Abstract: In the classical literature on vertical differentiation, goods are assumed to be single products each offered by a different firm and consumed separately one from another. This paper departs from the standard setup and explores the price competition in a vertically differentiated market where a firm's product is consumed not separately but in fixed one-to-one ratio with another complementary type of good supplied by a different producer. An optimal solution for market setting with two entrants of a type is proposed, to show that there could be an equilibrium at which the so-called "mixed-quality combinations", consisting of one high-quality good and one low-quality good each, remain unsold. For such an equilibrium to exist, it is suffcient the mixed-quality combinations to be at least as di erentiated from the best as from the worst combination which retains its positive market share. Thus, the mixed-quality exclusionary outcome appears as a further form in which the well-known maximum- differentiation principle could be implemented in a multi-market setting. It provides a new explanation of the self-selection bias in consumption observed in some industries for complementary goods.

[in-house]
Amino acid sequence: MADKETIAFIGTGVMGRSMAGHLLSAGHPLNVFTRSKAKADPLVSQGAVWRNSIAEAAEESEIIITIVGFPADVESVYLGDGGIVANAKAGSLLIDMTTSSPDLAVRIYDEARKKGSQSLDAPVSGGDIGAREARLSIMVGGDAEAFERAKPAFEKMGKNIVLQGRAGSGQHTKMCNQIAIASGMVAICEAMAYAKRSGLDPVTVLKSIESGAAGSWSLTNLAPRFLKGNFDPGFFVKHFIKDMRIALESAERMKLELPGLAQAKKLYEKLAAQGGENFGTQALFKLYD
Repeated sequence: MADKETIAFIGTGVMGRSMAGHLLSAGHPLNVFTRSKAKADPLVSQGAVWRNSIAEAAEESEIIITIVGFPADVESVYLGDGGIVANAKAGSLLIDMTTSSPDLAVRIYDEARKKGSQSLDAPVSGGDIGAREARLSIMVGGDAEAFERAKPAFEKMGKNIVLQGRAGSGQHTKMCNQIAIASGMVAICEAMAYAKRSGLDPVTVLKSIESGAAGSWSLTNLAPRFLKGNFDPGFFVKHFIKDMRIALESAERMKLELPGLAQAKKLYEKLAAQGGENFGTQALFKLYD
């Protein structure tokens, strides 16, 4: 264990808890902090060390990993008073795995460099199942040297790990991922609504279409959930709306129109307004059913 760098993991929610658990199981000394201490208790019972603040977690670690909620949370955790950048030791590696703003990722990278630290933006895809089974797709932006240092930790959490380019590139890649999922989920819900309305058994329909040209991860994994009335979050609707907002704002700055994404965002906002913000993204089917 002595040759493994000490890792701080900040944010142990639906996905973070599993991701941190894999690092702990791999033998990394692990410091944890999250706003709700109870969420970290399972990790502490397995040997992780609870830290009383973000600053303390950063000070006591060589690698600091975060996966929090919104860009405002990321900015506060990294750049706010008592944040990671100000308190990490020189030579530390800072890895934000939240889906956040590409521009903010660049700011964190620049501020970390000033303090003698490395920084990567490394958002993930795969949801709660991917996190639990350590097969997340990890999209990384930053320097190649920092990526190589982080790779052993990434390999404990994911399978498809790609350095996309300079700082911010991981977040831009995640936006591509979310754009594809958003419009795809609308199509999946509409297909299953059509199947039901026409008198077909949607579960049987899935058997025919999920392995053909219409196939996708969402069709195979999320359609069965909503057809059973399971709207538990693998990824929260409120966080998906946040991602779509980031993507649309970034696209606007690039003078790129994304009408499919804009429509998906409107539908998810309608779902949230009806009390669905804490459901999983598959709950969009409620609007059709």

Keywords: complementary goods; vertical product differentiation; market foreclosure;
    JEL: L11 L13 L15
    Date: 2016–08
    URL: http://d.repec.org/n?u=RePEc:cer:papers:wp569&r=ind
  3. By: Kang Baek (Hanbat National University)
    Abstract: Uninformed investors preferentially select distribution companies to purchase funds that suit their investment objectives, because they cannot evaluate each product themselves. Thus, the investment decision depends significantly on their chosen fund distributor’s recommendation. It may lead to conflicts of interest between fund distributors and their customers because distribution professionals and their affiliated financial companies have an incentive to prioritize their profits over investors under oligopolistic market structures. This study demonstrates that money flows into a fund, fund management company and fund distributor have significantly different patterns according to distribution channels, and this distinction is affected by vertical relations among financial companies. Money flows from affiliated distribution channels are less sensitive to the determinants of investment decision compared with non-affiliated ones. This result contributes by providing the insight that changes in the incentive structure of distribution channels result in different outcomes in terms of investor protection and market competition under oligopolistic distribution structures.